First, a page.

COLORADO CITY, Ariz. — Family man and community leader Richard Holm was a loyal member of the Fundamentalist Church of Jesus Christ of Latter-day Saints for 50 years — until the phone rang one night in 2003.
Holm had been critical of new church leader Warren Jeffs. It was a very private discontent, but word apparently got back to the man regarded as the sect’s prophet.
In this desert theocracy, even quiet dissent turned out to be costly.
The life-altering phone call came from Holm’s father-in-law. He said he “was told to repossess” his two daughters — Holm’s wives — and their seven children. The orders came from the prophet.
Holm recalled their telephone discussion: “I asked why he was doing this, and he said he didn’t know why Warren was doing it but that he had to comply.”
Holm, 53, lived in a church-owned house at the time and tithed 10% of his earnings to the FLDS. He contacted Jeffs for an explanation.
By Holm’s account, Jeffs said that “the Lord told me you don’t hold the priesthood and you need to leave [FLDS] property.”
He added: “If your wives stay with you, they will go down with the wicked.”
Holm said he was ordered to write a detailed list of his sins. Unsure why his family was taken away, he didn’t know what to confess.
However, hoping to recover his family, Holm went to a motel and wrote Jeffs six letters of repentance.
“I described my life to him. I brought out memories that were for me very sacred and tender in my life. I told him I supported him as prophet,” Holm said.
Being considered a rebel was new to Holm. He grew up in the community with 11 mothers and 60 brothers and sisters. By his account, it was a happy childhood. He later became a member of the Colorado City Town Council.
He admired what he saw as the openness of earlier FLDS leaders such as Leroy Johnson and Fred Jessop. That changed when Warren Jeffs took over. The new prophet was more reclusive, arbitrary and authoritarian.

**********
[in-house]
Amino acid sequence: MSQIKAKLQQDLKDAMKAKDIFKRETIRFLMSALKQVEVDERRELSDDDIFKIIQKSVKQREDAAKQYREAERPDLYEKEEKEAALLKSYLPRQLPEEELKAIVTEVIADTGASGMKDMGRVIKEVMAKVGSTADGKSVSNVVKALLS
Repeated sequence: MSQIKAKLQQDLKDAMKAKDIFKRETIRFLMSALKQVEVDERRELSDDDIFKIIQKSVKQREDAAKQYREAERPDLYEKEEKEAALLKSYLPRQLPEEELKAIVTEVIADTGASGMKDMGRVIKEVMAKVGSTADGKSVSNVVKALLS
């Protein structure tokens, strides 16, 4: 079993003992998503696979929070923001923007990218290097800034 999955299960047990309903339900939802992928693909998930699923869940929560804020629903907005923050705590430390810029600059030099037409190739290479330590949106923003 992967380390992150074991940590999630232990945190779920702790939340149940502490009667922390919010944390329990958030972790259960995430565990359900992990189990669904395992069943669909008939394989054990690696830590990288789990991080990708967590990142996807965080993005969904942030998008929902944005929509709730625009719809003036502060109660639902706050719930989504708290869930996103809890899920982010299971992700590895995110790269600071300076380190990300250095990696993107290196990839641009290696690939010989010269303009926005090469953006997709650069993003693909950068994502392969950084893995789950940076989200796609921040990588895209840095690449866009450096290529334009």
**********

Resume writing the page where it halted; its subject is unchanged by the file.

“I didn’t like that,” Holm said.
Jeffs began requiring people to “check in” with him, something Holm also didn’t like. He avoided Jeffs as much as possible.
“I enjoyed not talking to him,” he said.
Holm’s feelings must have become apparent to Jeffs before he interceded in the Holm family and demanded the letters of confession.
For six weeks after writing them, Holm waited to be let back into the church and have his family restored.
“I kept thinking, ‘Today is the day I’ll get back in,’ ” he said.
Then Holm got a call, this one from his brother. They met at a coffee shop and went for a ride in the brother’s truck.
“He said, ‘I got a call from Uncle Warren yesterday, and he gave me responsibility for your family,’ ” Holm said, recounting his brother’s message.
“I said, ‘Are you saying you are married to my wife?’ ” Holm recalled.
In fact, that was the prophet’s wish, Holm was told.
His two wives went along with it. Within a year, one was pregnant with his brother’s child.
“I told him for what he did he would die,” Holm said.
Dozens of others have received similar treatment — their wives and children taken away and given to other men. They rarely fight it and are seldom invited back.
Paul Musser, 51, said he had his wife and 13 children taken.
“I met with my family and said, ‘The prophet does not want me to be your father anymore,’ ” he said. “It was gut-wrenching.”
The practice is sanctioned in the FLDS text “In Light and Truth: Raising Children in the Family Order of Heaven.” The book, which includes such chapters as “Your Husband Is Your Lord and Master,” says any man dishonoring his priesthood or marriage covenant “forfeits his wives and children.”
What constitutes “dishonoring” is murky and interpreted broadly. The effect has devastated Holm, who now lives in nearby Hurricane, Utah.
“The irony of the situation is that men are willing to do anything at the edict of this madman,” Holm said.
“They can steal a man’s family. They can steal everything a man has.”